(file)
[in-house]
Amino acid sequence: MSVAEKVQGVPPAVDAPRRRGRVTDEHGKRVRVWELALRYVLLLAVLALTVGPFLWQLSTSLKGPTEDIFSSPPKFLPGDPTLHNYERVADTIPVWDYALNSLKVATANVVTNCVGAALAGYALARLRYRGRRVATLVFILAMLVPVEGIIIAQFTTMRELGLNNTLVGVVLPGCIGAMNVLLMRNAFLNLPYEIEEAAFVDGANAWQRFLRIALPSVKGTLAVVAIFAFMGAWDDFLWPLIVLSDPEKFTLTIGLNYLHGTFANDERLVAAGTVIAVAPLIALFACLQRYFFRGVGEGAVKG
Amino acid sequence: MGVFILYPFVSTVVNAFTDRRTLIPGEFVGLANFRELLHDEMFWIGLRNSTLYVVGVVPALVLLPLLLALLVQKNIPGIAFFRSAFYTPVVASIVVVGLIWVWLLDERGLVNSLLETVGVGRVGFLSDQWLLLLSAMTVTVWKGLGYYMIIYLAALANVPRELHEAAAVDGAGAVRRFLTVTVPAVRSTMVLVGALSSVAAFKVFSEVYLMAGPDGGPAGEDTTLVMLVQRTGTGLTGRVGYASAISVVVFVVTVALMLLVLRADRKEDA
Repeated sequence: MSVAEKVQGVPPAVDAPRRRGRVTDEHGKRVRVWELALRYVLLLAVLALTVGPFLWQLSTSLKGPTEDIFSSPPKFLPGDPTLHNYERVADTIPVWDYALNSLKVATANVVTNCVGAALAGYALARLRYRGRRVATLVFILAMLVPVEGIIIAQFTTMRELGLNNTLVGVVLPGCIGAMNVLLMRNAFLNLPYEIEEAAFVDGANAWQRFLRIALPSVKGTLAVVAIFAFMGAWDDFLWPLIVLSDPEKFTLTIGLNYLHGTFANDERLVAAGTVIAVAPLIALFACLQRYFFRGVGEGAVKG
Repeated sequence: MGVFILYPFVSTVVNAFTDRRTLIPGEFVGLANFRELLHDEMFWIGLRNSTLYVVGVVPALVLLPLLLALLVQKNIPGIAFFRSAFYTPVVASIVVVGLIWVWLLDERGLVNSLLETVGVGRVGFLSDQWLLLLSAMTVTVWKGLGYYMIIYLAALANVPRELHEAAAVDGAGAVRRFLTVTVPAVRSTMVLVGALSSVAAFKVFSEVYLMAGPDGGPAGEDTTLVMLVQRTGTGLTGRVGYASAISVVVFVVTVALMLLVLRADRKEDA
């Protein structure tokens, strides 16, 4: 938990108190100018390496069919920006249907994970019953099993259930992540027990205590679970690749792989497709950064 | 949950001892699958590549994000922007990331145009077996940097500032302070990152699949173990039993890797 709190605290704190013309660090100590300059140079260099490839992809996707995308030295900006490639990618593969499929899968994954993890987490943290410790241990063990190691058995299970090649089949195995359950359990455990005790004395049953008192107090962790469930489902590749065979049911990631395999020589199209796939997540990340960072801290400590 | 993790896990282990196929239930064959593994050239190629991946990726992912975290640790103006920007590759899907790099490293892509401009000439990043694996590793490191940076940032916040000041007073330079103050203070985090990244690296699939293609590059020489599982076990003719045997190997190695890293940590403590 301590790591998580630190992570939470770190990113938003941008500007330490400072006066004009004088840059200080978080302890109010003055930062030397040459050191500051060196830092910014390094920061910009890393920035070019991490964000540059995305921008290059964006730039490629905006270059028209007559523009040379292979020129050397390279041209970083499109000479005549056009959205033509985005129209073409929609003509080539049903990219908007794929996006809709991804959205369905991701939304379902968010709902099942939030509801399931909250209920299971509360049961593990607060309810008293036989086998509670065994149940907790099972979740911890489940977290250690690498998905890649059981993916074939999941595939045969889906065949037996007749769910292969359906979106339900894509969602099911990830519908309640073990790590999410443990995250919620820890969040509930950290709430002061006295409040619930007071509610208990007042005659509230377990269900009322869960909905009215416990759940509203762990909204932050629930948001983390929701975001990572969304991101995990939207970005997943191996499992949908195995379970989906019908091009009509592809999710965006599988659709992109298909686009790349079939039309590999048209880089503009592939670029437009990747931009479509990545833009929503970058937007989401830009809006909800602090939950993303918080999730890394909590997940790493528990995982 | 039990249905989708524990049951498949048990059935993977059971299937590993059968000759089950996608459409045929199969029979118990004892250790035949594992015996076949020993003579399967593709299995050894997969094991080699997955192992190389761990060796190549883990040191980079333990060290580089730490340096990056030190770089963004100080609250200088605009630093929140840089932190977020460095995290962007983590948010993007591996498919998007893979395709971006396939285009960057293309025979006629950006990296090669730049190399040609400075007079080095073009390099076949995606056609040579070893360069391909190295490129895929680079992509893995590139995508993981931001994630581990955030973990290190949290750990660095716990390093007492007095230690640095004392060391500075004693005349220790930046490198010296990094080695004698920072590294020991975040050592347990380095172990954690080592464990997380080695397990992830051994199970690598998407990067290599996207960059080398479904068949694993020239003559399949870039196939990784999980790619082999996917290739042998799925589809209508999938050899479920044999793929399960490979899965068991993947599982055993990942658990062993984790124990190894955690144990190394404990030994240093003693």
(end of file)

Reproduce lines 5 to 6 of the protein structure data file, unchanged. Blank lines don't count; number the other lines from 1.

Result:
Repeated sequence: MGVFILYPFVSTVVNAFTDRRTLIPGEFVGLANFRELLHDEMFWIGLRNSTLYVVGVVPALVLLPLLLALLVQKNIPGIAFFRSAFYTPVVASIVVVGLIWVWLLDERGLVNSLLETVGVGRVGFLSDQWLLLLSAMTVTVWKGLGYYMIIYLAALANVPRELHEAAAVDGAGAVRRFLTVTVPAVRSTMVLVGALSSVAAFKVFSEVYLMAGPDGGPAGEDTTLVMLVQRTGTGLTGRVGYASAISVVVFVVTVALMLLVLRADRKEDA
């Protein structure tokens, strides 16, 4: 938990108190100018390496069919920006249907994970019953099993259930992540027990205590679970690749792989497709950064 | 949950001892699958590549994000922007990331145009077996940097500032302070990152699949173990039993890797 709190605290704190013309660090100590300059140079260099490839992809996707995308030295900006490639990618593969499929899968994954993890987490943290410790241990063990190691058995299970090649089949195995359950359990455990005790004395049953008192107090962790469930489902590749065979049911990631395999020589199209796939997540990340960072801290400590 | 993790896990282990196929239930064959593994050239190629991946990726992912975290640790103006920007590759899907790099490293892509401009000439990043694996590793490191940076940032916040000041007073330079103050203070985090990244690296699939293609590059020489599982076990003719045997190997190695890293940590403590 301590790591998580630190992570939470770190990113938003941008500007330490400072006066004009004088840059200080978080302890109010003055930062030397040459050191500051060196830092910014390094920061910009890393920035070019991490964000540059995305921008290059964006730039490629905006270059028209007559523009040379292979020129050397390279041209970083499109000479005549056009959205033509985005129209073409929609003509080539049903990219908007794929996006809709991804959205369905991701939304379902968010709902099942939030509801399931909250209920299971509360049961593990607060309810008293036989086998509670065994149940907790099972979740911890489940977290250690690498998905890649059981993916074939999941595939045969889906065949037996007749769910292969359906979106339900894509969602099911990830519908309640073990790590999410443990995250919620820890969040509930950290709430002061006295409040619930007071509610208990007042005659509230377990269900009322869960909905009215416990759940509203762990909204932050629930948001983390929701975001990572969304991101995990939207970005997943191996499992949908195995379970989906019908091009009509592809999710965006599988659709992109298909686009790349079939039309590999048209880089503009592939670029437009990747931009479509990545833009929503970058937007989401830009809006909800602090939950993303918080999730890394909590997940790493528990995982 | 039990249905989708524990049951498949048990059935993977059971299937590993059968000759089950996608459409045929199969029979118990004892250790035949594992015996076949020993003579399967593709299995050894997969094991080699997955192992190389761990060796190549883990040191980079333990060290580089730490340096990056030190770089963004100080609250200088605009630093929140840089932190977020460095995290962007983590948010993007591996498919998007893979395709971006396939285009960057293309025979006629950006990296090669730049190399040609400075007079080095073009390099076949995606056609040579070893360069391909190295490129895929680079992509893995590139995508993981931001994630581990955030973990290190949290750990660095716990390093007492007095230690640095004392060391500075004693005349220790930046490198010296990094080695004698920072590294020991975040050592347990380095172990954690080592464990997380080695397990992830051994199970690598998407990067290599996207960059080398479904068949694993020239003559399949870039196939990784999980790619082999996917290739042998799925589809209508999938050899479920044999793929399960490979899965068991993947599982055993990942658990062993984790124990190894955690144990190394404990030994240093003693």